The prevention of disease is to a large extent up to the ones who do not want to catch or pass on anything that they would not want themselves.

In trying to prevent such things, we have to take care of ourselves by getting plenty of bodily requirements. This does not mean to overdo yourself on any one thing bu to see that you get a required amount of each, starting with work and play. The saying is that “All work and no play makes Jack a dull boy.” This would make Jack just as dull if he played too much. The muscular system would be all played out. The right amount of exercise helps digestion and this helps the internal organs to work right so you will be clean on the inside. Plenty of water is the best medicine that Nature ever gave. Next is to keep yourself clean on the outside. This we should know, and most of us do, but are sometimes careless about it. We may put off brushing our teeth, or going down to wash before meals because it is too far to walk, but I ask you, do you feel as good when you are dirty as you do after you have just washed?

Often when you feel tired, it is just because a few of the organs need awakening.; Don’t you, after a game of basketball or some strenuous exercise, take a shower so you will feel alive and get your original pep once more?

By taking care of ourselves we help all of the others around us and help to get the quarantine over in only 21 days instead of helping to add more days to it. As you know, after each new case, if there are others to follow, the 21 days start all over again. But I know you will all say, “It will not start again on account of my carelessness, but only by the will of GOD, and as the closing saying is, “God helps those who help themselves.” We all know He will help too.

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J. Peery Miller Memoirs – part 16

An industrious farmer always found plenty of work to do at all seasons of the year, and his children were trained to be helpers in accordance with age and ability. But my youth was not overburdened with tasks. I found time for play and rest in the midst of a busy life. Our family relatives on both sides of the house were many, and they lived within visiting distances, mostly in Clark or adjoining counties. At intervals, when the farm work was not pressing, a visiting trip to the home of an uncle or an aunt which would require an absence of several days was not uncommon. These visits are bright spots in my memory for there were many cousins of my age, or nearly so, whose companionship I greatly enjoyed.

Location of Midway (Sedalia)

I recall a trip made with father, mother and my youngest brother, Clinton, to Midway (now Sedalia) Madison county, Ohio. It required an early start and a steady drive to cover this distance in a day. Lunch and horse feed must be prepared to be served at noon somewhere on the roadside. This trip is memorable because of an unseasonable frost that occurred at this time. The date of starting was Saturday, June 4, 1859. While the early morning was quite cool, we thought little of it. At Springfield we made a short stop at the home of my brother Samuel, who, at that time, lived in West Main street. Here we obtained extra lap-robes for additional comfort and then pursued our journey as speedily a our lumbering farm horse could be induced to travel. I remember that in spite of the extra wraps I got cold and got out of the buggy and warmed myself by running until I puffed like a race horse. We arrived at our destination, Dr. Milton Leman’s, late in the afternoon and were welcomed with a good, warm fire just as acceptable for our comfort in this June afternoon as the same would have been in the month of January. That night came the famous killing frost that history relates, and is still remembered by the very few old-timers now living in this vicinity. It is called the “Big frost of June 5, 1859”.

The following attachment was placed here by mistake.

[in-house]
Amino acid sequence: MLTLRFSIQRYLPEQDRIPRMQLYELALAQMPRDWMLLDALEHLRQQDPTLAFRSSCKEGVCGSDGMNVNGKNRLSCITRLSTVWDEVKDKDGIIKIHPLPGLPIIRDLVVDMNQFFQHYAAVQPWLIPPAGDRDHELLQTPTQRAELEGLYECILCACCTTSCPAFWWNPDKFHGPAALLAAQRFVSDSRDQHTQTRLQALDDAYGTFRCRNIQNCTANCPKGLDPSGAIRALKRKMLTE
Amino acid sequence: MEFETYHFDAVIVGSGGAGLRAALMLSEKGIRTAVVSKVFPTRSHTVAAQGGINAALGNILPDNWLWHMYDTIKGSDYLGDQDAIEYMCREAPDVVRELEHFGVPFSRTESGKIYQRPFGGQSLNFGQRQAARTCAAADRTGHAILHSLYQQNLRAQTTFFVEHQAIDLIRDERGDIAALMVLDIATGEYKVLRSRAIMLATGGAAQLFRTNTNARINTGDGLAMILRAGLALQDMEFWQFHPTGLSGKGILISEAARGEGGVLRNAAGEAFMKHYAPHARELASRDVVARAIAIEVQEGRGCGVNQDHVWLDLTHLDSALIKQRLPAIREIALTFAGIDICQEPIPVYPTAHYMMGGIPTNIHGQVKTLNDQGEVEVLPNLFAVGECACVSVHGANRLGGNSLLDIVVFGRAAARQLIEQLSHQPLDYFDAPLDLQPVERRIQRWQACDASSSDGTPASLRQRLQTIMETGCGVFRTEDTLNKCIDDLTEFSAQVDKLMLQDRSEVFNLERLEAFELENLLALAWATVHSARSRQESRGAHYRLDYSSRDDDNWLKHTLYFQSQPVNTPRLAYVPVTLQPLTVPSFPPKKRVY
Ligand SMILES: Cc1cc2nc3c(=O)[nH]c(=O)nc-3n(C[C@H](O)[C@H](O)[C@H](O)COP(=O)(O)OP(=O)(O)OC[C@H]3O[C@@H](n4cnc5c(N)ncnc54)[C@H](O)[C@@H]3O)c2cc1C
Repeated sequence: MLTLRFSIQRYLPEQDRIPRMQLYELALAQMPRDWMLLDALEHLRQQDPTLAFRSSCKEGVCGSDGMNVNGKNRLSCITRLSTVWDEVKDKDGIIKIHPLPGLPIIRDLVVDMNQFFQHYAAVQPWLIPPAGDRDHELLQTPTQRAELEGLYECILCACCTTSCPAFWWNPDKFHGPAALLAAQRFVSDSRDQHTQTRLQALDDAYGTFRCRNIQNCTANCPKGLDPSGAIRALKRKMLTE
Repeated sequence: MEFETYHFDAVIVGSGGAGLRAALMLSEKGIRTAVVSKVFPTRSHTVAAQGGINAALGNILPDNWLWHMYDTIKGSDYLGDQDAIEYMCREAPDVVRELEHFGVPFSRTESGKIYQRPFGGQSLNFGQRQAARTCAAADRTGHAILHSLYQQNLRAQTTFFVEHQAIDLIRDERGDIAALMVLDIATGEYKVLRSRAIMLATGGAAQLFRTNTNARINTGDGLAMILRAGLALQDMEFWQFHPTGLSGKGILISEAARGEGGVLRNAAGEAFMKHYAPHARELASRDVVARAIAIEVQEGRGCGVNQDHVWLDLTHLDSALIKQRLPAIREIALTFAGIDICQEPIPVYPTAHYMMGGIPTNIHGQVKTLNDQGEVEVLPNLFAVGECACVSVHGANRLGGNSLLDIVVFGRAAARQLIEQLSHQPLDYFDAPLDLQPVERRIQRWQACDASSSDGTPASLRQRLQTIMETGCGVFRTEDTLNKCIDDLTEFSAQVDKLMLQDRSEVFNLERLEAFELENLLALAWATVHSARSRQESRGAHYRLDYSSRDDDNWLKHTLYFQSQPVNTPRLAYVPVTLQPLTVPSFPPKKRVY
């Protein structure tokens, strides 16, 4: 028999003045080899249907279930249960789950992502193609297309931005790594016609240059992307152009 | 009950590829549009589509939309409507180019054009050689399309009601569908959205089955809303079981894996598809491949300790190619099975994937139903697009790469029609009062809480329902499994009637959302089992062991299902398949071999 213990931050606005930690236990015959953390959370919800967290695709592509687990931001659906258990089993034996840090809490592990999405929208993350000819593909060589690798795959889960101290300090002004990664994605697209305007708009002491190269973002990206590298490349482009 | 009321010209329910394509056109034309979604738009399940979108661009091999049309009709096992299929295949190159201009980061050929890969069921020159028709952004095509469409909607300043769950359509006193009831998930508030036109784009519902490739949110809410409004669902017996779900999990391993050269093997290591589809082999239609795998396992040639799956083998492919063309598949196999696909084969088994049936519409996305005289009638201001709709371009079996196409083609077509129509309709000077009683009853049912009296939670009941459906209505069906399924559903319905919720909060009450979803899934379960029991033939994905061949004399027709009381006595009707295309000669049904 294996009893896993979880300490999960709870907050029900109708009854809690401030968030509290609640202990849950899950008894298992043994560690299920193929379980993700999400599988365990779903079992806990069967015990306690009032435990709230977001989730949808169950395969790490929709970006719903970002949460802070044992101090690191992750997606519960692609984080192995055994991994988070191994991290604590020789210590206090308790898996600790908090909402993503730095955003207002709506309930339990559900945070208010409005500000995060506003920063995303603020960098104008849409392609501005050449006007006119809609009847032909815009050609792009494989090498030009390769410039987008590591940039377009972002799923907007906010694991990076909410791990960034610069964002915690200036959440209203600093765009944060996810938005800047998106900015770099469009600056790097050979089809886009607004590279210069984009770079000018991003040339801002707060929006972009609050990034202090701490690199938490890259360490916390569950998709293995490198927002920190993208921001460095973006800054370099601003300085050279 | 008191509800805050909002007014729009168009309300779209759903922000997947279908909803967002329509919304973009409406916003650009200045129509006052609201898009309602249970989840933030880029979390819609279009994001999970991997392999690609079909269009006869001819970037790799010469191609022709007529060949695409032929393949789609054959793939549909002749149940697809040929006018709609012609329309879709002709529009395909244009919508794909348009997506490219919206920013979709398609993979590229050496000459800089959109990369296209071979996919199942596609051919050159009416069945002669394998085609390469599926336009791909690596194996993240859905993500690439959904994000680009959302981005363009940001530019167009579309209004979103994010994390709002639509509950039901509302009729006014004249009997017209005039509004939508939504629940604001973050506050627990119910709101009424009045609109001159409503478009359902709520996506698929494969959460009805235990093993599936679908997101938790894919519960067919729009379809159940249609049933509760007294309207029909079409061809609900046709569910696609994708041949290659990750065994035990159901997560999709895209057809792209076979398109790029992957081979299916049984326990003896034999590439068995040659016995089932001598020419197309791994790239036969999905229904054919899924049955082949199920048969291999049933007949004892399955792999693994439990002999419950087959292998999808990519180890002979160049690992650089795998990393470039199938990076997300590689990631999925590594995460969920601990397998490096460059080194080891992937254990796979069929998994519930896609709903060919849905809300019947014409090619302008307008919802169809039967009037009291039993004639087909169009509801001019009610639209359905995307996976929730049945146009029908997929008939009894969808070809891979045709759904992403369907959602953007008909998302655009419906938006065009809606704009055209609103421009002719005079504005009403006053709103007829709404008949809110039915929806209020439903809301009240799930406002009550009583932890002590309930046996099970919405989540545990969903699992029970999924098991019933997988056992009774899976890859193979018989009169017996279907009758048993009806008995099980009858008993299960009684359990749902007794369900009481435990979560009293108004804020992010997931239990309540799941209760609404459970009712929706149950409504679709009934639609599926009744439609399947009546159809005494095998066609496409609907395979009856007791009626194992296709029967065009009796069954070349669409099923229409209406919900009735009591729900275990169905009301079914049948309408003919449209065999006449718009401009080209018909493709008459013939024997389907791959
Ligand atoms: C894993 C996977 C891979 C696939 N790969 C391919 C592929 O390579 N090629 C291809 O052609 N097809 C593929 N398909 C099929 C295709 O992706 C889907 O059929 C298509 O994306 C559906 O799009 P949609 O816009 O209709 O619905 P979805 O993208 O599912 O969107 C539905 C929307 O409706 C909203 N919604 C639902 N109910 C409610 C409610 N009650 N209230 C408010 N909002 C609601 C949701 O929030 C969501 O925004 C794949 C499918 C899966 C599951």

After an enjoyable Sunday visit and a second night’s rest we started homeward. It was pityful to witness the condition of the crops along the roadside! Wheat, which was now near the blooming stage in growth was lying flat on the ground as if it had been run over with a heavy two-horse roller. Corn, much of which before the frost, was knee high, lay flat on the ground. It is needless to say that the wheat crop for this year was entire failure throughout this section of the state; fruit also. Much of the corn was replanted and, though late, a fair crop was raised.

On our return home we thought to aid nature and encourage root growth by clipping off the wilted corn-blades with sheep-shears, but this did little good. In spite of the frost the up-ground corn on our farm was but little injured, being protected by the deep furrows in which it was planted and the nature of the soil. From one wheat field of twenty acres we cut two shocks, which when thrashed, should have produced one bushel, but the chickens took possession and saved us further trouble. Seed wheat for the next crop had to be purchased abroad. Also flour for home use unless the farmer was fortunate enough to have a supply of old wheat in the mill for that purpose.


Similar visiting trips were made to the homes of my mother’s brothers and sisters all of which gave pleasure to parents and children. To me the expectancy of going was cheering; the journey, thrilling, and the companionship of my cousins at their homes created a deep friendship among us, lasting from youth to old age. In this connection I would mention the families of my aunt Catherine Johnson, near Urbana, Champaign Co., O., Uncle Ira Smith, near Cable in the same county, and aunt Mary (Smith) McReynolds, whose home was at one time in Waynesville, Warren Co. and later in Miami county; also aunt Sarah (Smith) Leman in Madison county. These names and their descendants are all properly recorded in the “Smith Family Genealogy (1922.”